On Friday the 3rd August, The Guardian published a report which said "that 5.2 percent of British soldiers deployed for over 13 months in Iraq, suffer from post-traumatic stress disorder compared to only three percent of those who served less than five months."
The study found that nearly a quarter of troops deployed for longer than 13 months in Iraq, had severe alcohol problems. Alcohol problems were less severe among those who served less than five months.
According to Combat Stress, the British military charity which is dedicated to helping soldiers suffering psychological problems, "the seemingly indefinite struggle in Iraq has created the greatest crisis of morale among British troops for decades."
Another study revealed that US troops returning from Iraq, have the highest rate of psychological problems compared to troops returning from other trouble spots.
One third of US troops returning from Iraq have needed at least one mental health consultation and one in five has been diagnosed with combat-induced psychological problems.
The Observer recently described an "exhausted and worn out" army, in the article "Fatigue cripples US army in Iraq" by Peter Beaumont.
Beaumont describes "young soldiers washed up like driftwood at Baghdad's international airport, waiting to go on leave or returning to their units, sleeping on their body armour on floors and in the dust."
The Association of Psychologists of Iraq, warned the Multi National Forces in 2005, how the violence in Iraq has led to a growth of mental illness among children and has produced a "fear of guns, bullets and death".
The Association also warned of other "fear" induced impediments, which are leaving children unable to attend school, form friendships etc, having witnessed gunmen "shooting my friends" or being too terrified of the threat of "kidnapping" and then sold into the sex trade.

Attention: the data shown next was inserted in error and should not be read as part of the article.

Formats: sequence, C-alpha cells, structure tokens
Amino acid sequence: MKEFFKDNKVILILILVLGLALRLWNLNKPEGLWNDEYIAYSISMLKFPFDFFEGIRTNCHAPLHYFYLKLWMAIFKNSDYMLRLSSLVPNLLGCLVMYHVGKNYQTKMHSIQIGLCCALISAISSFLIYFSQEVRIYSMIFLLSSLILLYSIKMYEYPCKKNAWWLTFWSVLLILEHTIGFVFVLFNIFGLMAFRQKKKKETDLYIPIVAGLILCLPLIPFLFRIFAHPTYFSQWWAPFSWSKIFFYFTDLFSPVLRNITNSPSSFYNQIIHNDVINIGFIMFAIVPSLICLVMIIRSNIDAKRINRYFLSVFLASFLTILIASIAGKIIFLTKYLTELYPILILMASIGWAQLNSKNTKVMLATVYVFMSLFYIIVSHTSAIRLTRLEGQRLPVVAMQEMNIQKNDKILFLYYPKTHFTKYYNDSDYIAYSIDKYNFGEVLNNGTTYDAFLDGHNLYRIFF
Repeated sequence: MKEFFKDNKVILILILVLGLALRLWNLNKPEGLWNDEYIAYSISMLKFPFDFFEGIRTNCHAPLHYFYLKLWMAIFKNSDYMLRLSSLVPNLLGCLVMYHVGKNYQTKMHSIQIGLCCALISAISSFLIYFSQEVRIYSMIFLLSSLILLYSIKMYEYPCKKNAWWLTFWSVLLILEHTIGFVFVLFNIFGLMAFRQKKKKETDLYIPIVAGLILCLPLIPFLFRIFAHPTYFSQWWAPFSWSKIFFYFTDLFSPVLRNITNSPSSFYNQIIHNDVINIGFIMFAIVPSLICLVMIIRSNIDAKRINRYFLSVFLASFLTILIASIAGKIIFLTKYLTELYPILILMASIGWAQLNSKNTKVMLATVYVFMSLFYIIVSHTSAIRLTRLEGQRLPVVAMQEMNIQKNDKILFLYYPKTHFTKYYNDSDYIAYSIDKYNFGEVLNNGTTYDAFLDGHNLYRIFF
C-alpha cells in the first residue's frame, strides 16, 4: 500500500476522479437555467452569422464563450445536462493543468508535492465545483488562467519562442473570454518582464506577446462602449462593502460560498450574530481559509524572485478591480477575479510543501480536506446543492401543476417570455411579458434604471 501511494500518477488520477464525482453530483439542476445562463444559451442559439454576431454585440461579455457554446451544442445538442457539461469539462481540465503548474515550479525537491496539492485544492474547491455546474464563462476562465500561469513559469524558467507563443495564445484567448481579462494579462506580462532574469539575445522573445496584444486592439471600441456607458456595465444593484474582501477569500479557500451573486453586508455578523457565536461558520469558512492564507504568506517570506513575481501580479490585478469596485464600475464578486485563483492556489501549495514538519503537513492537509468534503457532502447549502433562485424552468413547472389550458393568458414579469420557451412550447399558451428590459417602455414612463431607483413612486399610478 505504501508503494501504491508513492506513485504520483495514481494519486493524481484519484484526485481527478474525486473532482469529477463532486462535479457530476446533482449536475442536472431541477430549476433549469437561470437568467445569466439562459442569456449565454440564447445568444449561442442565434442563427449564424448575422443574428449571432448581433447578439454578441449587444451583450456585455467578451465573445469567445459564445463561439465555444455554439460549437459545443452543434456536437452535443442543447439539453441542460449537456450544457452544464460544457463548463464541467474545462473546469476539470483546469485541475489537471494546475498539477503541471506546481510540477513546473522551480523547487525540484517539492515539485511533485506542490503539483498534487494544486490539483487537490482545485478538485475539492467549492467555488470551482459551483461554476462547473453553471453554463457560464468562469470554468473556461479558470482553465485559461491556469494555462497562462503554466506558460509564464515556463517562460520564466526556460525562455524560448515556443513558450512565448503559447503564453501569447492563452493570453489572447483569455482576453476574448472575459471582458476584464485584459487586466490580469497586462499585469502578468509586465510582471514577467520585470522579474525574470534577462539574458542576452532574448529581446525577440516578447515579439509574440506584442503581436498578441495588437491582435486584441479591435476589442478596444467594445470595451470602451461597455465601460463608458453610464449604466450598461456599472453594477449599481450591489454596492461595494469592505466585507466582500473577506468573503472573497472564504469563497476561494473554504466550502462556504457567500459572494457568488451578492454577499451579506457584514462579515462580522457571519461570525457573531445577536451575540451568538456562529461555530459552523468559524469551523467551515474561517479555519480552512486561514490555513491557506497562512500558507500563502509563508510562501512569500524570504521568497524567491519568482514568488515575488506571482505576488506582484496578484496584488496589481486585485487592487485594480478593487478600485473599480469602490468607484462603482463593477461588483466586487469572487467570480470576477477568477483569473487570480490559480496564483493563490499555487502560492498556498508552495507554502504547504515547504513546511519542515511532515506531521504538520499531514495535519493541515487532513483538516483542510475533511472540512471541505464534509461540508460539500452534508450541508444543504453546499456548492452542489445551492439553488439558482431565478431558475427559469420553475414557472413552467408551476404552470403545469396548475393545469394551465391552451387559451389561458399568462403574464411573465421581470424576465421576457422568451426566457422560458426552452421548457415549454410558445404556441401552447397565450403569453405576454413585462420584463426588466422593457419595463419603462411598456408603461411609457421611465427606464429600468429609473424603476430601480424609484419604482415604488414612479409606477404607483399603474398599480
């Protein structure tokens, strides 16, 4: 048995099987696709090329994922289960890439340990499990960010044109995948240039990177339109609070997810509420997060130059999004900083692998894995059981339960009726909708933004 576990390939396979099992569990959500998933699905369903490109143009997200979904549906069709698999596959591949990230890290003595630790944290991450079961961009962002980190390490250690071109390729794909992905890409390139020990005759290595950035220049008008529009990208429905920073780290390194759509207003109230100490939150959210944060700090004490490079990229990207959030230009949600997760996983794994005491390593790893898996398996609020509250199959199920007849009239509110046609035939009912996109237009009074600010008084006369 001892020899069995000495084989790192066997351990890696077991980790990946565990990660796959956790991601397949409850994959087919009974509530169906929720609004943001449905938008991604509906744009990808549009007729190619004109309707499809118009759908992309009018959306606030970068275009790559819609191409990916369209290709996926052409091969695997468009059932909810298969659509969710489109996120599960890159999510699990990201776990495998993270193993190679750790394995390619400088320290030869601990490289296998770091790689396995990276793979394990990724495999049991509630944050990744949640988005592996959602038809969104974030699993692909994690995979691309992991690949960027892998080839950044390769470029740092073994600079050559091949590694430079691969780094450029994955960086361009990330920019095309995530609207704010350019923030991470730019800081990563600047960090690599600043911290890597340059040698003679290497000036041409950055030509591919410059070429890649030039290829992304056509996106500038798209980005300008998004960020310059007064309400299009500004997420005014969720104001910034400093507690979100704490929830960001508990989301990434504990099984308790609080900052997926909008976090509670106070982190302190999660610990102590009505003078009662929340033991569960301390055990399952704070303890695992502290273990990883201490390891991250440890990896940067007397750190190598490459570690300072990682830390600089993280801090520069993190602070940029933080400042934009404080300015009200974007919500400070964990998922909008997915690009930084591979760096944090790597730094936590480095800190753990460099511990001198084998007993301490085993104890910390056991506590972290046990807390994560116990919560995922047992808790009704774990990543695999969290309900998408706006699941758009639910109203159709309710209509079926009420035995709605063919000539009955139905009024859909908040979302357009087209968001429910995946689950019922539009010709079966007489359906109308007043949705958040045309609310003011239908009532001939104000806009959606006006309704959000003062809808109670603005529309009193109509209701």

Spokesman Mohammed Abdul for the Ministry of Education, told IRIN News (15/8/2007) that at least 125 children had been killed and 107 injured since 2005 in attacks on schools. These numbers do not include children killed or injured on their way to or from school.
Dr Fua’ad Azziz, a psychologist in Baghdad, said "Children have become prisoners", as a consequence of violence but has also warned that keeping them inside could seriously affect their development. "Children need to move, read, learn and play but today in Iraq such normal things might lead to death".
The violence has also begun to take its toll on how women in Iraq give birth, with media reports claiming that women are forced to deliver at home as a consequence of gun battles on the streets and suicide bombings, along with the fear of going into hospital.
According to the Iraq League, on August the 10th 2005, an eight-month pregnant Iraqi woman "fell victim to the indiscriminate shooting by the American forces in Mosul", where "she was shot several times in the stomach."
"Instead of rushing to help her as she fell into a pool of blood, they simply walked away," and it was "down to the family of the shot woman to pick her up and rush her to the nearest hospital."
Islam Online reported in December 2006, how death squads from Sadr City were financially "rewarding" medics, for giving over information relating to the "ethnicity" of patients, that "if you have those (Sunni) patients in the future just tell me and I will give you $300, just for that information."
One doctor recalled "a more fearful incident, when three militiamen walked into the hospital and, unchallenged by the security guards, demanded one of his patients by name."
"The family of another patient hid him and refused to hand him over. But the following day army members came and took him away, and said they were moving him to another hospital … Since then we haven’t heard anything from him."
"I found that many patients were dying with no cause.Most of them were well and ready to walk out of the hospital. Instead they left in wooden boxes," explained one doctor, whilst also claiming that other patients were being "murdered in their beds" and medical records were either being lost or altered.
A commentator recently posted a message, on one prominent Iraqi website and stated that, "If people are deluded enough to think that the situation with Post Traumatic Stress on both sides is bad now, then lets give it another ten, twenty and thirty years… Lets wait until children grow up and people grow old … Some will develop dementia, then lets watch as the "dead" return to haunt us all!"